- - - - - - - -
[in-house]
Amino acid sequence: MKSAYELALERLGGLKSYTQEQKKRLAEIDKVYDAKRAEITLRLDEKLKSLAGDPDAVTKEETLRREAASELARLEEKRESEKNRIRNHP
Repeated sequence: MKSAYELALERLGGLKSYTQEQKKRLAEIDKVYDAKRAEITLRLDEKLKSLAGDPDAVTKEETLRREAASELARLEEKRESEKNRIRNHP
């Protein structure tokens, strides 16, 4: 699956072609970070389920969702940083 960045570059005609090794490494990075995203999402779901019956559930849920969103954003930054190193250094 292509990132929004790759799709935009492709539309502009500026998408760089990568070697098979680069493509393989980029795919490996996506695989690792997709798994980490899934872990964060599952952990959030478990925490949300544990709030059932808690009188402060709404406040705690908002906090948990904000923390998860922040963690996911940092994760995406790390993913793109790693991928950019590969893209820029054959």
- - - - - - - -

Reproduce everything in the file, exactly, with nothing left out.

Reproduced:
[in-house]
Amino acid sequence: MKSAYELALERLGGLKSYTQEQKKRLAEIDKVYDAKRAEITLRLDEKLKSLAGDPDAVTKEETLRREAASELARLEEKRESEKNRIRNHP
Repeated sequence: MKSAYELALERLGGLKSYTQEQKKRLAEIDKVYDAKRAEITLRLDEKLKSLAGDPDAVTKEETLRREAASELARLEEKRESEKNRIRNHP
């Protein structure tokens, strides 16, 4: 699956072609970070389920969702940083 960045570059005609090794490494990075995203999402779901019956559930849920969103954003930054190193250094 292509990132929004790759799709935009492709539309502009500026998408760089990568070697098979680069493509393989980029795919490996996506695989690792997709798994980490899934872990964060599952952990959030478990925490949300544990709030059932808690009188402060709404406040705690908002906090948990904000923390998860922040963690996911940092994760995406790390993913793109790693991928950019590969893209820029054959």